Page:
Another England international, who has found it difficult to maintain any consistent playing time in the Premier League this season. Winks has shown potential and glimpses of talent, with his range of passing being an aspect of that.

Unfortunately, he does not showcase any ability close to the likes of Pierre-Emile Hojbjerg and Tanguy Ndombele. As this is the case, Daniel Levy should be looking to cash in on the 25-year old, as he could fetch a reasonable sum, due to the so-called 'English-tax'.

Moussa Sissoko

The French veteran has very clearly showcased his inability to operate technically at an elite level. During the game against Zagreb, his ability to play the ball forward was inevitably lacking. He cannot play a long ball or provide any attacking intent in that case. He is one who did his time, but it is now time, to move him on. 

Matt Doherty

The Arsenal fan signed from Wolverhampton Wanderers in the summer transfer window, and has been underwhelming, to say the least. If you asked any Spurs fan when the Irishman signed, whether come to the end of the season, Doherty or Serge Aurier would be our starting right-back, the majority will have gone with Doherty. His performances have been so below par, that a transfer away after a season, is certainly not out of the question.

Ben Davies

Unsurprisingly, another defender is on the list. The Welshman has featured a number of times for Spurs this season. But yet, no pundit, fan, or journalist would be able to recall one memorable performance. Whilst Davies has been a loyal servant, it is certainly time to upgrade. 

Hugo Lloris

With just one year left on his contract, the World Cup winner will be considering his options at this stage in his career. As he is into his 30s, the next contract he signs may well be his last. It could well be worth cashing in on him now, rather than losing the club captain on a free next season.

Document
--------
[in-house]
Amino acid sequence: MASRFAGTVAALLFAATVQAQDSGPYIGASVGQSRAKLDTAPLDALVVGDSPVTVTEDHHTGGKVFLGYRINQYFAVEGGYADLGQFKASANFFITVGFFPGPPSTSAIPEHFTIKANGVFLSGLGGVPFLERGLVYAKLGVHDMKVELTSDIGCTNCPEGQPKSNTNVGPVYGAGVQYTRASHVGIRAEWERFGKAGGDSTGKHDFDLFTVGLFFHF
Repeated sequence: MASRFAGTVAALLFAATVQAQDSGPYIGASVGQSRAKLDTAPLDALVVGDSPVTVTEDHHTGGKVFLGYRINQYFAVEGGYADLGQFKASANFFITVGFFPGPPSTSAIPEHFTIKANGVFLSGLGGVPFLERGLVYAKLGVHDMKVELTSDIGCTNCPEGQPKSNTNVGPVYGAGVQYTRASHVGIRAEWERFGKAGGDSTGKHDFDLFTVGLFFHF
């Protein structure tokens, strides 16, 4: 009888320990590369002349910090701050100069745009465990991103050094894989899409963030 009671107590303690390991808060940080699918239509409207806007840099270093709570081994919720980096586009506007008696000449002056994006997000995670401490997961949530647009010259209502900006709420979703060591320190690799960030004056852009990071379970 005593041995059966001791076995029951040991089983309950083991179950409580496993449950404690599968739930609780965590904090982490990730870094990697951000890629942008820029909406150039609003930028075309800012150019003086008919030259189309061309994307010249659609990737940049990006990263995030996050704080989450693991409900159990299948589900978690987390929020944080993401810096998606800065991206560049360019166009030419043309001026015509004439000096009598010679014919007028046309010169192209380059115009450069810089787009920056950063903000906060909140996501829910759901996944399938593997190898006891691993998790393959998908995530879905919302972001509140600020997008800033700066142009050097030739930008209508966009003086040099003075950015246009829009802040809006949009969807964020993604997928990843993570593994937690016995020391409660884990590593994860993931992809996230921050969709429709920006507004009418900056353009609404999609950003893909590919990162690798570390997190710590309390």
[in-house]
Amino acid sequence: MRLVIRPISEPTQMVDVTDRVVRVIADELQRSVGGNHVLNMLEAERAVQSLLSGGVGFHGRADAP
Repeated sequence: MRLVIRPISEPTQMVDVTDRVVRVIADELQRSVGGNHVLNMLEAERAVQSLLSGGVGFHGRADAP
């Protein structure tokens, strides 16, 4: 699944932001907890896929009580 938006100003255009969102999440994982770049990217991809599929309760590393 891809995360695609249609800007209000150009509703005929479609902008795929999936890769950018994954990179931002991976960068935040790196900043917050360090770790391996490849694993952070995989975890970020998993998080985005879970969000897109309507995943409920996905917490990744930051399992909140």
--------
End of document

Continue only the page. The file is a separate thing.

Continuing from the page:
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  • Possible incomings

Where deadwood is cut, fresh trees should be planted. Spurs will need to bring in some fresh faces on a limited budget if they are to re-bolster as part of a rebuild. The difficult part here is considering who would be available for low cut prices.

Marcel Sabitzer

The RB Leipzig midfielder has certainly caught the eye of many European clubs after an impressive few seasons with the German team.

Primarily playing as a box to box midfielder, the Austrian could fulfil the gap left by Harry Winks should he depart. Not only this, but he is also known to play on the right-wing, which provides an extra option when it comes to attacking fluidity.

Sabitzer contributes goals and assists, as well as work rate. The 27-year old has six goals and three assists in the Bundesliga this season. He would surely be an asset at Spurs.

Max Aarons